Next Class
16th March 2023 - David Wolves-Den
Dinner Party Dining - Course Three - Italian
Karl's Chicken and Mushroom Risotto An absolutely tiny amount of snow
The start of a new series of Kirklees College's Dinner Party Dining classes, though the same old chef 😉.
The course was originally scheduled to begin on the 9th March, but the college was closed that day due to a light sprinkling of snow, which prevented any students from being able to get out of their beds.
So the start day was pushed back to 16th March.

As per usual with the first class in a series, everything was provided by the college, and the dishes to be made were something of a (pleasant!) surprise.

Chicken & Mushroom Risotto
An Italian classic!
For decoration.
Parmesan Custard
An optional Karl extra.

Chicken & Mushroom Risotto
main italian fowl
You can use a home-made chicken stock, perhaps from spare parts of this very chicken?
Or you could make up stock from 1½ chicken stock cubes. If you have no pride.
Keep it gently simmering in a pan on the hob next to your risotto.

Serves 4

Heat the oil in a wide saucepan or flameproof casserole over a medium-high heat. Season the chicken with a little salt and lots of pepper and add to the pan. Fry for 4-6 minutes skin side down, turn and baste, transfer to a baking dish and add to the oven at 180°C for 8 minutes to finish off cooking.
Feel free to throw some herbs and garlic in the pan with the chicken, and a knob of butter for basting.
Rest it until needed then slice it before serving.
Return the pan to the heat and add half the butter, the onion and mushrooms and fry for 5 minutes, stirring regularly, until the onion is softened, and the mushrooms are lightly browned. Add the garlic and cook for 1 minute, stirring.

Add the rice and cook for 20-30 seconds, stirring constantly, then pour in the wine and boil until reduced by half.
David favours adding & reducing the wine first, then adding the rice. Non-traditional I know! Not sure it makes much difference.
Add a ladleful of the hot stock and stir well. Cook, stirring constantly, until the liquid has almost disappeared. Continue adding stock a ladleful at a time, stirring constantly and simmering until absorbed, for about 15 minutes, or until the rice is tender and creamy, with a slight bite.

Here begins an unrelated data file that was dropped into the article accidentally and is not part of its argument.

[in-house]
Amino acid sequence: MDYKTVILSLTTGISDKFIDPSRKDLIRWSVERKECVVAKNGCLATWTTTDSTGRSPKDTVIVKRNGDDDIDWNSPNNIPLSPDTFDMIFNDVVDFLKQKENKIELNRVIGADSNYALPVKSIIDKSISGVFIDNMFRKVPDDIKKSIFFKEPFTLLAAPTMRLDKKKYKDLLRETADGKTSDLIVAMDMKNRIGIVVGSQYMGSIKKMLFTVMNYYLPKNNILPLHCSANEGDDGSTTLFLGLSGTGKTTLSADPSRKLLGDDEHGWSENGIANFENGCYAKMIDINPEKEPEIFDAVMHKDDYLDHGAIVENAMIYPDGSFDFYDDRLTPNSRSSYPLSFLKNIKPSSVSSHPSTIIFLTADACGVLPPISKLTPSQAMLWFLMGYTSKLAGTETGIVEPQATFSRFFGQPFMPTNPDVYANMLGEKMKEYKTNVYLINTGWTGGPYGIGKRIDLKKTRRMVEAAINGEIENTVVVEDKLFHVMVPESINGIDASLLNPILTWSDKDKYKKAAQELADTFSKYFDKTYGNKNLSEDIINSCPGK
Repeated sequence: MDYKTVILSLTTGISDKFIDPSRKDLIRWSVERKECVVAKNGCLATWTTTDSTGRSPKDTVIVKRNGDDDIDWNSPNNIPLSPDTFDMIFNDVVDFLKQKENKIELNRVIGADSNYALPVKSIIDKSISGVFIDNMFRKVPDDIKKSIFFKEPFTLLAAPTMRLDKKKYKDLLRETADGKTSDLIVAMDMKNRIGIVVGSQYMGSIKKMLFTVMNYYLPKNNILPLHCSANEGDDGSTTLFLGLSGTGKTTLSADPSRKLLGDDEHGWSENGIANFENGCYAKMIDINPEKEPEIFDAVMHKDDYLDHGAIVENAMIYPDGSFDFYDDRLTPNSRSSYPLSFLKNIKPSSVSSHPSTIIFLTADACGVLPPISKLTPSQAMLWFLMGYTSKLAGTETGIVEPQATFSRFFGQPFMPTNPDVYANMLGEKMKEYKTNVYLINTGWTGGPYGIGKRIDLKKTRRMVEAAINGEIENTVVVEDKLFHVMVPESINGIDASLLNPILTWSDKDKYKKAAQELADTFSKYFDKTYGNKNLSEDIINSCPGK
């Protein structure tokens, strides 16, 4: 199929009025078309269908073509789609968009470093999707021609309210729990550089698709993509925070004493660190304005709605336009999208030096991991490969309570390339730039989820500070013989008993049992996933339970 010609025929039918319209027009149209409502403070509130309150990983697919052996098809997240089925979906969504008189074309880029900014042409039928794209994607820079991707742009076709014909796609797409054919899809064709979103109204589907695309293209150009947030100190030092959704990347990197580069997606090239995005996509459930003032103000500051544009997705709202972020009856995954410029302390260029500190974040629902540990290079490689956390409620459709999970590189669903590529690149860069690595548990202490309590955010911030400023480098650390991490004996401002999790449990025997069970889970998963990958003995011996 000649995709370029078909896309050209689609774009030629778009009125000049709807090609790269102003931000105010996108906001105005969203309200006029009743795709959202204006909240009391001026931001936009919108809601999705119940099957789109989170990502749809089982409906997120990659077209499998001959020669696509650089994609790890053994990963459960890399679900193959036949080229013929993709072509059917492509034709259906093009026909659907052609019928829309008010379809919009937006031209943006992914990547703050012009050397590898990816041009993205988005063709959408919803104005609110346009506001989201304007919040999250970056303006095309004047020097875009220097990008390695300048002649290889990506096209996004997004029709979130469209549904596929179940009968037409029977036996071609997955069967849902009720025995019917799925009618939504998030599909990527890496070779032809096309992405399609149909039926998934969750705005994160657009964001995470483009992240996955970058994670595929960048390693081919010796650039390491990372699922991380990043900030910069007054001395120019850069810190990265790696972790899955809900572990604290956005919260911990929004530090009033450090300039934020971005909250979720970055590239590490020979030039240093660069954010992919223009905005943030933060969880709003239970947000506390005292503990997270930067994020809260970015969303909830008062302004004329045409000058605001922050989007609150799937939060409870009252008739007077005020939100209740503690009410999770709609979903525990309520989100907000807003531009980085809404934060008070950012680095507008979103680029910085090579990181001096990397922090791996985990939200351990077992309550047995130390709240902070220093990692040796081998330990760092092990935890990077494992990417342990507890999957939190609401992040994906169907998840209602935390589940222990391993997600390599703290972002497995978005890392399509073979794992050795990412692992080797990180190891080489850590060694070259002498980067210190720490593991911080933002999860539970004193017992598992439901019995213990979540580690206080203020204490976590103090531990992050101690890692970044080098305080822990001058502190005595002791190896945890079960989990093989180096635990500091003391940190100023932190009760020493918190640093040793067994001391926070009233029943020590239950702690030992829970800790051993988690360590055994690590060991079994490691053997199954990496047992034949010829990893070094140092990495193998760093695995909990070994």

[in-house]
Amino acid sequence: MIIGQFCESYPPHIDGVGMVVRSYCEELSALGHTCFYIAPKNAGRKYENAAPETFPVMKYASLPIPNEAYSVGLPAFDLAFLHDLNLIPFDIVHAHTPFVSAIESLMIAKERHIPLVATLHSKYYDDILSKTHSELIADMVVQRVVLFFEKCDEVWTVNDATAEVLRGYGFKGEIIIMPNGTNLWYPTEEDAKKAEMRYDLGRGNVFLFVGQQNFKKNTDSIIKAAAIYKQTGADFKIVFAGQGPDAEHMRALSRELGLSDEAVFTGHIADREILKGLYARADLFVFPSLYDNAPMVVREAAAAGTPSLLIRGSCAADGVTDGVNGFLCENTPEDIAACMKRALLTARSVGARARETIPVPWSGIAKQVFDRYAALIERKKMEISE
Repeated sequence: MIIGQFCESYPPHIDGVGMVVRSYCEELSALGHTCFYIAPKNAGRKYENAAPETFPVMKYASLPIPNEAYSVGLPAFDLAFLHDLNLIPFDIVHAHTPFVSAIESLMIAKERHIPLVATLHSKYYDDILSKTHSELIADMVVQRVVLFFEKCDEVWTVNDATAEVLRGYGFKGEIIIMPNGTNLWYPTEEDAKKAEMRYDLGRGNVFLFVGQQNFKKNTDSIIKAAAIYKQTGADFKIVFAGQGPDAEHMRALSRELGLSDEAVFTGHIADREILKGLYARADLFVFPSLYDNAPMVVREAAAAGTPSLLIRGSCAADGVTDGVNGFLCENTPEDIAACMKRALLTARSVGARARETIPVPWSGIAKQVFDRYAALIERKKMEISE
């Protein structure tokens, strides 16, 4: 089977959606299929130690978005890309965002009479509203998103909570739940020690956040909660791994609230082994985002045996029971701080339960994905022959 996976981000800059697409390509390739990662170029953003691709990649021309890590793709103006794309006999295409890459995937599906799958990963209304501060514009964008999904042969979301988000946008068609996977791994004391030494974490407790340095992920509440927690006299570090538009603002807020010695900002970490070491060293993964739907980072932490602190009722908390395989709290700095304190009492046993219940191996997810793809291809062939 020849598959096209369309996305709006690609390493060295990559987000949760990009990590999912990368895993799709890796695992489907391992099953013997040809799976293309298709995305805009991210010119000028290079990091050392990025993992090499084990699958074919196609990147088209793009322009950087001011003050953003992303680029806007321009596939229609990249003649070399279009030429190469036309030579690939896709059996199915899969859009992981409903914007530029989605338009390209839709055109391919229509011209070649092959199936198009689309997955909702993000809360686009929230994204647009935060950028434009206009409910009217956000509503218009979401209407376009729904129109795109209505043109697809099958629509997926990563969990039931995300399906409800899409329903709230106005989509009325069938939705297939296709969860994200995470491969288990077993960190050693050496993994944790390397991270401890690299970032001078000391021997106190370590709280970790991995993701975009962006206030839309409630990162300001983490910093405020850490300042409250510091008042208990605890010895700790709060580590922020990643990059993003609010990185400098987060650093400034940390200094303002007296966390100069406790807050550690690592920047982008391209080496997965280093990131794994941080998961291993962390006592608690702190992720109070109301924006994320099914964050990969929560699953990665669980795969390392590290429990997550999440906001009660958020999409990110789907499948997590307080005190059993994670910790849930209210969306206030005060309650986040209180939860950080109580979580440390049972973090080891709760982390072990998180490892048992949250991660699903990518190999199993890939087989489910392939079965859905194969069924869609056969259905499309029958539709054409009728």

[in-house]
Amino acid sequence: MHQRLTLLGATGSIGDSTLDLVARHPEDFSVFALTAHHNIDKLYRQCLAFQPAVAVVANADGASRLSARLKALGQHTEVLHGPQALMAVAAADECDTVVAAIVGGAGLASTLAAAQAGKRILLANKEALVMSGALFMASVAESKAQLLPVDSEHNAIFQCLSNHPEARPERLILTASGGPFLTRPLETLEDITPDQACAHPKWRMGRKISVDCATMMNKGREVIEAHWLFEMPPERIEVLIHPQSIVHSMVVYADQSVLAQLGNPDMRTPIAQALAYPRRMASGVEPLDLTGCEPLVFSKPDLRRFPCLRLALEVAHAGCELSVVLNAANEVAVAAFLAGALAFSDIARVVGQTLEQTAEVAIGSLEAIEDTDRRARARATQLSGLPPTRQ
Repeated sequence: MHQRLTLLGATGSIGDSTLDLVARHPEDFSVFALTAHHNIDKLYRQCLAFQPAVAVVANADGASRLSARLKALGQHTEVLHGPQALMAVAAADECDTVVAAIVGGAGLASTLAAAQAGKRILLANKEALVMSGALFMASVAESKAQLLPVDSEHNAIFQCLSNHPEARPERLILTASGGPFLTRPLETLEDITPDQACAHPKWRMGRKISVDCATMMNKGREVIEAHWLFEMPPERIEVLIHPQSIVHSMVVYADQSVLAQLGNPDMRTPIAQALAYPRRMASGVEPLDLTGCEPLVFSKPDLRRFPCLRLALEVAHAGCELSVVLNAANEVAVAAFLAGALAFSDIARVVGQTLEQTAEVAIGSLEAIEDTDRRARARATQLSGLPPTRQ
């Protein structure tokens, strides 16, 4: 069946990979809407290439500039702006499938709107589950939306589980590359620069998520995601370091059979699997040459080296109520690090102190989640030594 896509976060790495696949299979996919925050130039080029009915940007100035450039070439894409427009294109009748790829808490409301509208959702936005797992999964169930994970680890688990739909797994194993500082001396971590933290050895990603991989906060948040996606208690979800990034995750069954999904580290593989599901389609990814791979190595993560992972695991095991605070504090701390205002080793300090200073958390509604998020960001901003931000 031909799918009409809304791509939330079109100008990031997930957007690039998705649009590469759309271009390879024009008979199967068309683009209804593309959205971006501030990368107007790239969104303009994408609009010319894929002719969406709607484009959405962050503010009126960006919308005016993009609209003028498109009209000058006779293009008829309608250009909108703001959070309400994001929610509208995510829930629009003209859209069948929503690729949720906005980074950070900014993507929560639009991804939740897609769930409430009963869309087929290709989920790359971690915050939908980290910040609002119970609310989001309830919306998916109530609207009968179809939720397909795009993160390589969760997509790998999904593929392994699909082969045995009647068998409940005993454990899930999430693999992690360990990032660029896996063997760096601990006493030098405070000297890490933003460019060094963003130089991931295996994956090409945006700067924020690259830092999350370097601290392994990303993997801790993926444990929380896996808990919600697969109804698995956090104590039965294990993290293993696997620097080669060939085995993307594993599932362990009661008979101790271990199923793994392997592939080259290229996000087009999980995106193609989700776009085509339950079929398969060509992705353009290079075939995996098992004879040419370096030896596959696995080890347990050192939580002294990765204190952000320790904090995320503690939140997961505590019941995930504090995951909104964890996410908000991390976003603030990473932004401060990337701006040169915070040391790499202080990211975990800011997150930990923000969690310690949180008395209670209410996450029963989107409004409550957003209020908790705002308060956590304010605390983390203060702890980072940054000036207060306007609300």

The risotto should look quite sloppy at this point, but it will continue to absorb the stock. (Add a splash more just-boiled water if your risotto is looking dry.)

Remove the pan from the heat, stir in the Parmesan and remaining butter. Cover with a lid and leave to stand for 5 minutes. Before serving, stir well, and scatter with the parsley, the sliced chicken and more Parmesan.
Very good.
Serve in a bowl (sorry David!) decorated with a few crostini, and perhaps a few extra fried mushroom quarters or slices.
And if I were you I'd surround it with a puddle of Parmesan custard for good measure!

Parmesan Custard or Sabayon
You can call it a sabayon if custard seems a little plebeian.
I came across this in a YouTube video on how 3-Michelin-star restaurant Mirazur, in Menton, France cooks its omelettes.
If you have a thermomix then set it to 80°C for 7 minutes.
Otherwise get out your bain marie and a whisk.

Use 20g of cheese per egg.

Serves 1

Grate the cheese finely. Or grind it to powder in a blender if you're using enough. Whisk in an egg.
Put in a bowl metal, ideally, over, but not touching, barely simmering water and whisk or stir fairly constantly a small silicone spatula is good for this until it foams and thickens. This should happen around 80°C. Don't let it get above 85°C or it will turn to cheesy scrambled eggs. My thermometer doesn't seem to read very well in small amounts of the foamy sauce and doesn't then show much above 65°C.
Spill in a splash of cream when it's ready to prevent it from overcooking and serve immediately.
Rich, but delicious.

ingredient bread snack veg vegan
Italian for toast.
If you want to be fancy, you can cut shapes out of your bread slices before you cook them with a pastry cutter. You could also use a flavoured oil instead of the plain olive.

Preheat the oven to 180-200°C/Gas Mark 4-6.
Slice the baquette into slices ¼-½" thick. Cut them on a diagonal bias if you like. Drizzle both sides of each slice with olive oil on a baking tray.
Season lightly. Scatter with some herbs or seasonings if you fancy.
Bake for about 10 minutes, flipping the pieces half-way through so they're toasty golden.
Rub a garlic clove over them, or scatter them with citrus zest for extra flavour.